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Elevated CO2 Makes Lisianthus a "Flower for All Seasons" in Japan

Reference
Ushio, A., Hara, H. and Fukuta, N. 2013. Promotive effect of CO2 enrichment on plant growth and flowering of Eustoma grandiflorum (Raf.) Shinn, under a winter culture regime. Journal of the Japanese Society of Horticultural Science: 10.2503/jjshs 1.CH-040.
According to Ushio et al. (2013), Lisianthus (Eustoma grandiflorum (Raf.) Shin) - also known as Texas Bluebell, Prairie Gentian and Tulip Gentian - "is a popular ornamental cut flower because of its long vase life and range of flower colors." And in Japan, where they reside, they say that flowers are produced on the plants year-round, but that "winter conditions are not favorable for flower production due to low sunlight levels."

Cognizant of the fact that atmospheric CO2 enrichment "benefits the production of horticultural crops (Gruda, 2005; Mortensen, 1987) by reducing the negative effects of other environmental factors, such as low light conditions (Gruda, 2005)," the three researchers say they "investigated the effect of CO2 enrichment, after the flower-budding stage, on the growth, flowering and cut flower quality of a double- and early-flowering variety of Eustoma grown in a region of Japan with low sunlight levels during winter."

Ushio et al. report that in the greenhouse study they conducted under winter sunlight conditions, plants exposed to air of 1000 ppm CO2 for an additional 66 days after the flower-budding stage of growth was reached, as compared to plants that remained exposed to normal ambient air, grew 3.7% taller, produced 31.5% more fresh weight, 26.6% more leaf area, 15.8% more flower buds, and an amazing 190% more open flowers. And they say that these growth and developmental enhancements were also accomplished in a significantly shortened growth period in the CO2-enriched treatment.

In addition to the huge increase in the number of flowers produced in their CO2-enriched-air treatment, the Japanese scientists say their findings suggest that "the CO2 enrichment of Eustoma not only improves the quality of cut flowers but also shortens the period to harvest during winter." And that such results are not unusual, they say that "an increase in the total number of flower buds and open flowers after CO2 enrichment has been reported for many other plants, including chrysanthemum (Mortensen, 1986), rose (Mortensen, 1987, 1995), and dianthus (Mortensen, 1987)."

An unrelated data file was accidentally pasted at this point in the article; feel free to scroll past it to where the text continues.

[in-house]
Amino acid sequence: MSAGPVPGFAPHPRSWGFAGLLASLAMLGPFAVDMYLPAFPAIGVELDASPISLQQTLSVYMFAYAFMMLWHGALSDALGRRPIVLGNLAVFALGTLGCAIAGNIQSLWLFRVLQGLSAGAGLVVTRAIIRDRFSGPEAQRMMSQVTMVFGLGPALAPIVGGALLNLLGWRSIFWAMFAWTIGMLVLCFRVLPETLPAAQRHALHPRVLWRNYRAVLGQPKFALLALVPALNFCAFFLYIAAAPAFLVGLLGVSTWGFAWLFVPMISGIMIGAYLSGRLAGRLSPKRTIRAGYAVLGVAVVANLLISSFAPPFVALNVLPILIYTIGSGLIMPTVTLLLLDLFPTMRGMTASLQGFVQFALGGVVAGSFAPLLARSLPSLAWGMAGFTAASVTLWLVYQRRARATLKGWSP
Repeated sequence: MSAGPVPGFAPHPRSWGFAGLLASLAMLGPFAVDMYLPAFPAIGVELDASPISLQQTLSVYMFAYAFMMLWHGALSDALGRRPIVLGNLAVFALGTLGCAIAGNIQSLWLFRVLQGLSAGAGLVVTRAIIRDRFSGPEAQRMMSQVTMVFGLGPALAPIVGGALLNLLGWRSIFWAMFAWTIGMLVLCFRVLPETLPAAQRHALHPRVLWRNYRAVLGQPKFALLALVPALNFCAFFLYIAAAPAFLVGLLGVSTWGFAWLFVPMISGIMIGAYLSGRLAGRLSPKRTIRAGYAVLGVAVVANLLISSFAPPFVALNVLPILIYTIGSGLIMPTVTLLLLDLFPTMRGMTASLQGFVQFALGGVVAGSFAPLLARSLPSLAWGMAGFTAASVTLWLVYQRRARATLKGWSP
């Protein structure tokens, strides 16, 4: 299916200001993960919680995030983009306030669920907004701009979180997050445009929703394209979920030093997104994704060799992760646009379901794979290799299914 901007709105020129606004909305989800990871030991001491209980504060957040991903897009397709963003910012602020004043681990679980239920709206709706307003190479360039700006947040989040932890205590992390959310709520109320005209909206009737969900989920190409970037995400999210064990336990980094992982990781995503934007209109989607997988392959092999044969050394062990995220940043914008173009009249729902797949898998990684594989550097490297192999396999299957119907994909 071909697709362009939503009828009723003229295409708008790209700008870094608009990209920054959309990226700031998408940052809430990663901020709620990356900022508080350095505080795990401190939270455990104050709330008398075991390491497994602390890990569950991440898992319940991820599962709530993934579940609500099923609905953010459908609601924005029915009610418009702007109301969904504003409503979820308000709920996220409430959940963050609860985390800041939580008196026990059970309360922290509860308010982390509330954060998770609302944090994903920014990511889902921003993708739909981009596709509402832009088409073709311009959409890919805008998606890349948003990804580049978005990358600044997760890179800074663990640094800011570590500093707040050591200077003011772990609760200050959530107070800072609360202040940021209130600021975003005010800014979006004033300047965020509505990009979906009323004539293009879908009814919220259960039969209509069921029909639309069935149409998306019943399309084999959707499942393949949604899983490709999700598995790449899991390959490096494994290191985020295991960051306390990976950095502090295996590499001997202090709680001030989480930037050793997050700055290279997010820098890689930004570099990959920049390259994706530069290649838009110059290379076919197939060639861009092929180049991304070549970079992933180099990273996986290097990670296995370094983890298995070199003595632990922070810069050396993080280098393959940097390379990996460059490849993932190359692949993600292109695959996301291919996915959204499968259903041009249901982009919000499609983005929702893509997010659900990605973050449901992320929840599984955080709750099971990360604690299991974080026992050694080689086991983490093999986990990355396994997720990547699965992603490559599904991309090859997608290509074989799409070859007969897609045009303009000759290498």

Additional References
Gruda, N. 2005. Impact of environmental factors on product quality of greenhouse vegetables for fresh consumption. Critical Reviews in Plant Sciences 24: 227-247.

Mortensen, L.M. 1986. Effect of intermittent as compared to continuous CO2 enrichment on growth and flowering of Chrysanthemum x morifolium Ramat. and Saintpaulia ionantha H. Wendl. Scientia Horticulurae 29: 283-289.

Mortensen, L.M. 1987. Review: CO2 enrichment in greenhouses. Crop responses. Scientia Horticulurae 33: 1-25.

Mortensen, L.M. 1995. Effects of temperature, carbon dioxide concentration, day length and photon flux density on growth, morphogenesis and flowering of miniature roses. Acta Horticulurae 378: 63-70.

Archived 16 April 2014